so matrix is a mind bending movie with deep philosophy but anime is crap?
funny!
the thing is anime is NOT a genre. anime is another branch of media, like movies or comic books or just plain books. in anime you have scifi (cowboy bebop, akira, and watch any of the original gundams which is just as deep, if not deeper, than starwars.) action (gunsmith cats, golgo13, trigun) and fantasy (princess mononoke)
so while it does have alotta stupid moments and shows, it's just screw ups the makers made not failings of the whole branch.


Posted By: Mr_D Aug 04, 2003 - 05:03 am

Anime can quite easily reach the level of story telling achieved by books, siunce, unlike normal live action cinema it is uninhibited by reality, allowing as much freedom as writing.

Personally, I originally started writing as a script for drawing my own manga, and it grew from there, it allows me to write more fluently if is run the scene through my head, and the style was nice and simple, but still detailed, very slick and stylish, also the general presentation: the camera angles and such appealed to my natural sense of flamboyance, simply put: I write anime in word form.


Posted By: RongFo Aug 04, 2003 - 05:18 am

Good points, Manji and Mr_D. I freely admit that I've seen just enough anime to be predjudiced.


I do have to disagree about anime not being a genre, just because there are multiple media devoted to it. SF as a genre offers books, movies, comics, etc. as well. I think you actually do a disservice to the development of anime if you do not allow it its own millieu to play within. A "genre" is simply a set of parameters within which many different works fit. Since we can talk about it as a whole and point out what we feel are good and bad examples of it, IMHO, it's a genre.

Interesting fun fact: I read that Neil Gaiman wrote the dialogue for the english dubbed version of Princess Mononoke, taking special pains to match his new lines to the lip movements of the characters. Personally, I think he nailed it.


Posted By: manji Aug 06, 2003 - 09:55 pm

but anime is not a genre it's just a movie that happens to be animated. Not every anime has wild and unrealistic movements or actions and events.
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Postby FantasyMan » Sun Aug 21, 2005 7:04 pm

definitly i mean look at my lycoria cherters name and just the way i write in genral...
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Postby Benjaru » Thu Aug 25, 2005 5:12 pm

The way you write... No comment. :twisted:
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Postby Princess of Fire » Sat Aug 27, 2005 8:27 pm

well, as for my writing, i would have to say that without anime, my writing would not flow as well...also i find it easier to write when i first draw the main character in the anime style...so...i really think anime takes a big part in my writing. ;)
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Postby FantasyMan » Sun Aug 28, 2005 10:36 am

so i can't spell bite me! lol
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Postby aldan » Sun Aug 28, 2005 12:40 pm

Actually, you spelled "bite me" just fine...
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Postby What's that up your nose? » Sat Sep 03, 2005 6:57 am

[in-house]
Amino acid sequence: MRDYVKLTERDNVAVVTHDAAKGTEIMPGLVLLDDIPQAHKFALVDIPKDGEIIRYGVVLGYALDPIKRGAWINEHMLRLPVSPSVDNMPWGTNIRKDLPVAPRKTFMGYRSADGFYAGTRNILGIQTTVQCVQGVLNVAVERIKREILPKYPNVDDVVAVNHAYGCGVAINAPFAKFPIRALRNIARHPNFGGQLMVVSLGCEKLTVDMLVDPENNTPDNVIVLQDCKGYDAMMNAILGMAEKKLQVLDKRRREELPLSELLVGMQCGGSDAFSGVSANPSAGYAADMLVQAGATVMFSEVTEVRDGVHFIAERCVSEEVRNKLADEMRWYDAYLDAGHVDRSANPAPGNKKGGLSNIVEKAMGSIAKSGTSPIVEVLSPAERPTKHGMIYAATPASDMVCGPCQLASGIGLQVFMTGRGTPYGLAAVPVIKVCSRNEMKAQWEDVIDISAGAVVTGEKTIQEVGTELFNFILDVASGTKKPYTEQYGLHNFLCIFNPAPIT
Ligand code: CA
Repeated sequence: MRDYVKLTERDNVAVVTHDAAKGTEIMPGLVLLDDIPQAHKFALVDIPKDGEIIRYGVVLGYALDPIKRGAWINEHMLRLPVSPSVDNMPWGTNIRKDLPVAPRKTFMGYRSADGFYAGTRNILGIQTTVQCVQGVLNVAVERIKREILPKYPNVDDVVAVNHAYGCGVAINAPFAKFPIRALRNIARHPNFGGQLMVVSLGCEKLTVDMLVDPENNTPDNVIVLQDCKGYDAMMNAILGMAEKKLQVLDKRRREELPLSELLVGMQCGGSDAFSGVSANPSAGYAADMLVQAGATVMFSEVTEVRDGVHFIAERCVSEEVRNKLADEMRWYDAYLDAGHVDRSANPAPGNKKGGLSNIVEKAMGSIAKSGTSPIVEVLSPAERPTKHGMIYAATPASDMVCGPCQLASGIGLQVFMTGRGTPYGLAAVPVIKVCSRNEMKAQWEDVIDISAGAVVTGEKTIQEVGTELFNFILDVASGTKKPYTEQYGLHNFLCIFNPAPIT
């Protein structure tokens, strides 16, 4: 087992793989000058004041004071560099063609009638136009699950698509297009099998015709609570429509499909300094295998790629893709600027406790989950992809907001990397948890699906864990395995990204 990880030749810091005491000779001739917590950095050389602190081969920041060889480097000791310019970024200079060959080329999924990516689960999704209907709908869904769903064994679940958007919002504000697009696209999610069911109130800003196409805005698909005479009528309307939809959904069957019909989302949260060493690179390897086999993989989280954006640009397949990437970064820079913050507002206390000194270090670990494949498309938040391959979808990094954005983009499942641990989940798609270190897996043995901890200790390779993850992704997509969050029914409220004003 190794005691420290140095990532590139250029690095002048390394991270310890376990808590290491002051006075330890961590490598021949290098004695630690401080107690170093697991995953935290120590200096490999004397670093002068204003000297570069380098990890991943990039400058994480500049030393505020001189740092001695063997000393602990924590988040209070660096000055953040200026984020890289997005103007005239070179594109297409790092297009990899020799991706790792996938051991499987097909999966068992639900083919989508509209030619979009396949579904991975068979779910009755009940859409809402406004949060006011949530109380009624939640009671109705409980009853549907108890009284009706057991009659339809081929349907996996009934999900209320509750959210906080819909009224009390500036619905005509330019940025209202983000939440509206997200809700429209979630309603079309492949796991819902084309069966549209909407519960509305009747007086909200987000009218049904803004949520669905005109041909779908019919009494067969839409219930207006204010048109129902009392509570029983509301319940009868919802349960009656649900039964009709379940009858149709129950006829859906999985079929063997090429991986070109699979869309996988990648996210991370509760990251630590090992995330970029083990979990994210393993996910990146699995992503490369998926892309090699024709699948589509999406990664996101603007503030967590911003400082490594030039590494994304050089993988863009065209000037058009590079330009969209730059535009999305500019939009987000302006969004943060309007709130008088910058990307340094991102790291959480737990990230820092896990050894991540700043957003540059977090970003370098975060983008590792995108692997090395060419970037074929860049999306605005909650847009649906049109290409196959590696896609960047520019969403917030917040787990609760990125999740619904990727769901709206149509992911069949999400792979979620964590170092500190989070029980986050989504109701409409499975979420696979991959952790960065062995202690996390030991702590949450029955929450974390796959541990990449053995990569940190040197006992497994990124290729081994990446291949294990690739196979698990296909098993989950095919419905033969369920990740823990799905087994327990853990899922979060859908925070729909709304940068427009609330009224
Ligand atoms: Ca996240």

I certainly get a lot of inspiration from anime.
My hope is that my stories will come to the level of complexity of Evangelion.
I got inspiration from Ghost in the Shell, Evangelion and (don't laugh) Pokemon.
Hey, I thought pokemon was great (the original series anyway), and it was really original in its time.
I do understand why most other people hate it though.
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Postby Magus » Sat Sep 03, 2005 1:29 pm

'Tiner, I will say this yet again. You're writing reads like anime. And, again, this is neither a bad or good thing. It just is. It's your style and can be easily identified by it. I find it amusing but seems to fit you at the same time.
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Postby Ranryu » Mon Sep 12, 2005 11:03 am

It has impacted my writing style a great deal.

I have spent the last few weeks trying to remove most of my anime influences. Mainly for the fact that I now have an on going story that has a way to powerful main character that now needs and extensive back story to get into believability. When it is read it has a distinctive anime feel to it. I do not wish to be regarded as a cheap knock off writer with a good idea.

It is so far a decent story though a bit eccentric.
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Postby Dr_Love » Mon Sep 12, 2005 4:32 pm

Are you talking about the story with 'Ranryu' in it? The one you mention sometimes when we are talking?
"They are a curious thing, these emotions. How they fly in the face of logic, how they overrule the most basic instincts. Because, in the measure of time, in the measure of humanity, we sense those self-indulgent instincts to be a weakness, we sense that the needs of the community must outweight the desires of the one. Only when we admit to our failures and recognize our weaknesses can we rise above them. Together." -Drizzt Do'Urden
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Postby Talon Sinnah » Tue Sep 13, 2005 1:50 pm

Hey man if it is the story I am thinking of(which it probably is)all you need to do is tone down the eccentricness, add a bit more seriousness, and tone down a few powers. That is how I made my Talon stories seem unanimeish. Of course I steered away from that style for the simple fact that most anime is diseased with wierdness and stupidity.*cough*TRIGUN*cough* Once you get further into the story then your writing style will become evident. It is pretty simple. Get an idea, don't like the way it sounds, change the sonofabitch. :smt074
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Postby Ranryu » Tue Sep 13, 2005 3:10 pm

I'll do that.

Let's see add wire here and there then add electric.